Bit Rate (Mbps)
STS - 1, OC - 1
STM - 0
28 DS - 1s or 1 DS - 3
STS - 3, OC - 3
STM - 1
84 DS - 1s or 3 DS - 3s
63 E1s or 1 E4
STS - 12, OC - 12
STM - 4
336 DS - 1s or 12 DS - 3s
252 E1s or 4 E4s
STS - 48, OC - 48
STM - 16
1,344 DS - 1s or 48 DS - 3s
1,008 E1s or 16 E4s
STS - 192, OC - 192
STM - 64
5,376 DS - 1s or 192 DS - 3s
4,032 E1s or 64 E4s
21,504 DS - 1s or 768 DS - 3s
16,128 E1s or 256 E4s
SONET/SDH Designations and bandwidths
Table : SONET/SDH Data Rate
• is a generic term for any network architecture that uses
optical fiber to replace all or part of the usual copper local
loop used for telecommunications.
It describes the fiber optic network for the "last mile" of the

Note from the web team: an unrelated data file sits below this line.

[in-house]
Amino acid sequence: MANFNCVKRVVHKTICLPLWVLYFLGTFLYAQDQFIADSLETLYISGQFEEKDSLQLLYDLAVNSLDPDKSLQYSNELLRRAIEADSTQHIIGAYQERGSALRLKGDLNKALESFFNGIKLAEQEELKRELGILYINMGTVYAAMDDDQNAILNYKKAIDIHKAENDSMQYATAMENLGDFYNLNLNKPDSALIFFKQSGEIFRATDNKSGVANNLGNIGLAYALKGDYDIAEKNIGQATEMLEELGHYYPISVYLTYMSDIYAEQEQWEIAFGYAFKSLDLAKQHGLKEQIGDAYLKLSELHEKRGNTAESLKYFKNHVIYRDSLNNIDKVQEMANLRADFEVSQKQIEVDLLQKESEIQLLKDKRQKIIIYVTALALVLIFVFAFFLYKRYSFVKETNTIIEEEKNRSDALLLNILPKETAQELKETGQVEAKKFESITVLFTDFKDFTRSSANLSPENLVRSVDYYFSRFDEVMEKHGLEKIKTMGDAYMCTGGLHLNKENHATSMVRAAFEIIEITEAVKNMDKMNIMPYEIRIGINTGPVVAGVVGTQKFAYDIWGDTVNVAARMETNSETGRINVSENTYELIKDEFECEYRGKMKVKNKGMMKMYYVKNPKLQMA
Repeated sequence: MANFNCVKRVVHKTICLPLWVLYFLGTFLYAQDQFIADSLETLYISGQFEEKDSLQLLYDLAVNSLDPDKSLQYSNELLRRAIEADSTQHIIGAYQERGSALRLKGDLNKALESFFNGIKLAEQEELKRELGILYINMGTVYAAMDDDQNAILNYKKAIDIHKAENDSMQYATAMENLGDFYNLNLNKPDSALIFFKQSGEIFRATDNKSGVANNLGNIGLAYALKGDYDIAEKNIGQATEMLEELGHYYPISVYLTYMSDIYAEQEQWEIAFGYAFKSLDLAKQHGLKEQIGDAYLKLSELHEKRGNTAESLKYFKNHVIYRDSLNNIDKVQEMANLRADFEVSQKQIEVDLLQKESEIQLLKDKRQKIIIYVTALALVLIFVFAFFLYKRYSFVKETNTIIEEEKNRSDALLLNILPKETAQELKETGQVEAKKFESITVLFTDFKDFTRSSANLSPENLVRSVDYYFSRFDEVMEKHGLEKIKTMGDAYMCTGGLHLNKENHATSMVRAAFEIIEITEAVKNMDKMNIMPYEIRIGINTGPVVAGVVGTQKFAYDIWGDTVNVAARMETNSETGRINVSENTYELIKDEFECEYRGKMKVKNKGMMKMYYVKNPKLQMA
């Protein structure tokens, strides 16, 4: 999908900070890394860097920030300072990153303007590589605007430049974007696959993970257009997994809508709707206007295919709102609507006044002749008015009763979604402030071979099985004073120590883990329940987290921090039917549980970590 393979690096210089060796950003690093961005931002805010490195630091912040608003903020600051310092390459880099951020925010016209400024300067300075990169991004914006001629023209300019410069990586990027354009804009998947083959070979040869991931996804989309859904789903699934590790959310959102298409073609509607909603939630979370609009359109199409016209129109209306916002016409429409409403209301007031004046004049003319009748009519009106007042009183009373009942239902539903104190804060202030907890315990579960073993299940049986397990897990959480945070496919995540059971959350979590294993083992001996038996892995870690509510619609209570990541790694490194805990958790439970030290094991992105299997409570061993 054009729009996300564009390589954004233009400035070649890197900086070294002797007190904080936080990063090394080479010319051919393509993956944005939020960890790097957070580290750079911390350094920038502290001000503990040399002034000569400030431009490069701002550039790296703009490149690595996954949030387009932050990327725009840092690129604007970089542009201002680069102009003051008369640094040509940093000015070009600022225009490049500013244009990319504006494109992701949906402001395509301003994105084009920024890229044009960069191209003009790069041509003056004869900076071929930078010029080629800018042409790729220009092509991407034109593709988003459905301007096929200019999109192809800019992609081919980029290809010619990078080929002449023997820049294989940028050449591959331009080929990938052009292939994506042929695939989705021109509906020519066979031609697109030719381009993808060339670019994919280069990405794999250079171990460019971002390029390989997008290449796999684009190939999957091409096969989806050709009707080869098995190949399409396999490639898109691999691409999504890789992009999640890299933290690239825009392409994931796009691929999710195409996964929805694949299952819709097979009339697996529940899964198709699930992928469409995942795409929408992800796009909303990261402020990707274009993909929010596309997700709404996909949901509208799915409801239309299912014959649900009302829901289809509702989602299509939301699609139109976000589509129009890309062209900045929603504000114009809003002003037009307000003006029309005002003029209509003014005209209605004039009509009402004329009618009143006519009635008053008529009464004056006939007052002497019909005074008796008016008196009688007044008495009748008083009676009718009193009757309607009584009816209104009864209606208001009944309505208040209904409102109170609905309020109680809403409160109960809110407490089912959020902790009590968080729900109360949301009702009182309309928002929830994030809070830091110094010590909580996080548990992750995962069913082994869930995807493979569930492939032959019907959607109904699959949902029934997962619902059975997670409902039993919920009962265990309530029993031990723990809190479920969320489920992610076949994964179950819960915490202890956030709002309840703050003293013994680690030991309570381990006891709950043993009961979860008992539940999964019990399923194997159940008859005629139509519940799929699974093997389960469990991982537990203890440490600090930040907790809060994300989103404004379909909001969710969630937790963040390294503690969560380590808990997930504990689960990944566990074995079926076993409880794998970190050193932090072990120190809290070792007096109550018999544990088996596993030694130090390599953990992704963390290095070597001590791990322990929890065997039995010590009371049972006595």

telecom connectivity between the communications
provider and the customer.
The four technologies, in order of an increasingly longer
fiber loop are:
• Fiber‐to‐the‐Node (FTTN) or Fiber‐to‐the‐Cabinet
• Fiber‐to‐the‐Curb (FTTC),
• Fiber‐to‐the‐Building (FTTB)
• Fiber‐to‐the‐Home (FTTH) or Fiber-to-the-Premise
(FTTP). Both are often used interchangeably
FTTN - fiber is terminated in a street cabinet up to several kilometers away from the
customer premises, with the final connection being copper.
FTTCab - this is very similar to FTTN, but the street cabinet is closer to the user's
premises; typically within 300m.
FTTC - fiber running directly from the central Office to the outdoor shelters on curbs
near homes or any business environment.
FTTB - fiber reaches the boundary of the building, such as the basement in a multidwelling unit, with the final connection to the individual living space being made via